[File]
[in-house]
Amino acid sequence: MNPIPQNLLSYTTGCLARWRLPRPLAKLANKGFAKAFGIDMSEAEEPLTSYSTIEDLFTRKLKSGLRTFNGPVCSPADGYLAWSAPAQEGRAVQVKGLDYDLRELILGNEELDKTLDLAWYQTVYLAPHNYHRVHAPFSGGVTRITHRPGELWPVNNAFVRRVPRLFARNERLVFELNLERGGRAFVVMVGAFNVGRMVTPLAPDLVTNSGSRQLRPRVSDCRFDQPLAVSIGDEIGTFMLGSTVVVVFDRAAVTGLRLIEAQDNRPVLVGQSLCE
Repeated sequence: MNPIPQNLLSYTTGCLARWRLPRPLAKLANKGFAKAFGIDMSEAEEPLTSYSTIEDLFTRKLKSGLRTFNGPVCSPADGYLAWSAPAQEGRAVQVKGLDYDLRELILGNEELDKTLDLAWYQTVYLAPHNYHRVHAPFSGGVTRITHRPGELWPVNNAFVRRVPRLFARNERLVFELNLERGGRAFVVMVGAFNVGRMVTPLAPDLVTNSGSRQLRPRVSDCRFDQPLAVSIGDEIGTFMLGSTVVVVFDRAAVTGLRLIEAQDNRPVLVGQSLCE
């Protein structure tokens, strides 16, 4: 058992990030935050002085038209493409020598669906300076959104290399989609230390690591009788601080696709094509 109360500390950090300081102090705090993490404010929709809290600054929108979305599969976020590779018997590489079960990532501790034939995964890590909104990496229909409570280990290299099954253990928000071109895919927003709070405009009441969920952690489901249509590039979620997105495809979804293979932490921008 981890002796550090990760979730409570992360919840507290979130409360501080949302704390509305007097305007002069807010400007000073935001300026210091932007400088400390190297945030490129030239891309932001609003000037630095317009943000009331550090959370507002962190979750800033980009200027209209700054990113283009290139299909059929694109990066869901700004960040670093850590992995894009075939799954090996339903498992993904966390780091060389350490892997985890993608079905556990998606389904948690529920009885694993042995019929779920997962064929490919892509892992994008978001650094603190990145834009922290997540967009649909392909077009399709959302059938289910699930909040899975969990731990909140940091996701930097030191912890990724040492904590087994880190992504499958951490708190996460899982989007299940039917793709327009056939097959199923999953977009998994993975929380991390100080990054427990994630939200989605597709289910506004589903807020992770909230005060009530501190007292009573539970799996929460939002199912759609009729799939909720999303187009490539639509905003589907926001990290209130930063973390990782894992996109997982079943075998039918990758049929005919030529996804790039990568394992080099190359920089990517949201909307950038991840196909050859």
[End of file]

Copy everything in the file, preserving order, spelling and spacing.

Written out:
[in-house]
Amino acid sequence: MNPIPQNLLSYTTGCLARWRLPRPLAKLANKGFAKAFGIDMSEAEEPLTSYSTIEDLFTRKLKSGLRTFNGPVCSPADGYLAWSAPAQEGRAVQVKGLDYDLRELILGNEELDKTLDLAWYQTVYLAPHNYHRVHAPFSGGVTRITHRPGELWPVNNAFVRRVPRLFARNERLVFELNLERGGRAFVVMVGAFNVGRMVTPLAPDLVTNSGSRQLRPRVSDCRFDQPLAVSIGDEIGTFMLGSTVVVVFDRAAVTGLRLIEAQDNRPVLVGQSLCE
Repeated sequence: MNPIPQNLLSYTTGCLARWRLPRPLAKLANKGFAKAFGIDMSEAEEPLTSYSTIEDLFTRKLKSGLRTFNGPVCSPADGYLAWSAPAQEGRAVQVKGLDYDLRELILGNEELDKTLDLAWYQTVYLAPHNYHRVHAPFSGGVTRITHRPGELWPVNNAFVRRVPRLFARNERLVFELNLERGGRAFVVMVGAFNVGRMVTPLAPDLVTNSGSRQLRPRVSDCRFDQPLAVSIGDEIGTFMLGSTVVVVFDRAAVTGLRLIEAQDNRPVLVGQSLCE
């Protein structure tokens, strides 16, 4: 058992990030935050002085038209493409020598669906300076959104290399989609230390690591009788601080696709094509 109360500390950090300081102090705090993490404010929709809290600054929108979305599969976020590779018997590489079960990532501790034939995964890590909104990496229909409570280990290299099954253990928000071109895919927003709070405009009441969920952690489901249509590039979620997105495809979804293979932490921008 981890002796550090990760979730409570992360919840507290979130409360501080949302704390509305007097305007002069807010400007000073935001300026210091932007400088400390190297945030490129030239891309932001609003000037630095317009943000009331550090959370507002962190979750800033980009200027209209700054990113283009290139299909059929694109990066869901700004960040670093850590992995894009075939799954090996339903498992993904966390780091060389350490892997985890993608079905556990998606389904948690529920009885694993042995019929779920997962064929490919892509892992994008978001650094603190990145834009922290997540967009649909392909077009399709959302059938289910699930909040899975969990731990909140940091996701930097030191912890990724040492904590087994880190992504499958951490708190996460899982989007299940039917793709327009056939097959199923999953977009998994993975929380991390100080990054427990994630939200989605597709289910506004589903807020992770909230005060009530501190007292009573539970799996929460939002199912759609009729799939909720999303187009490539639509905003589907926001990290209130930063973390990782894992996109997982079943075998039918990758049929005919030529996804790039990568394992080099190359920089990517949201909307950038991840196909050859």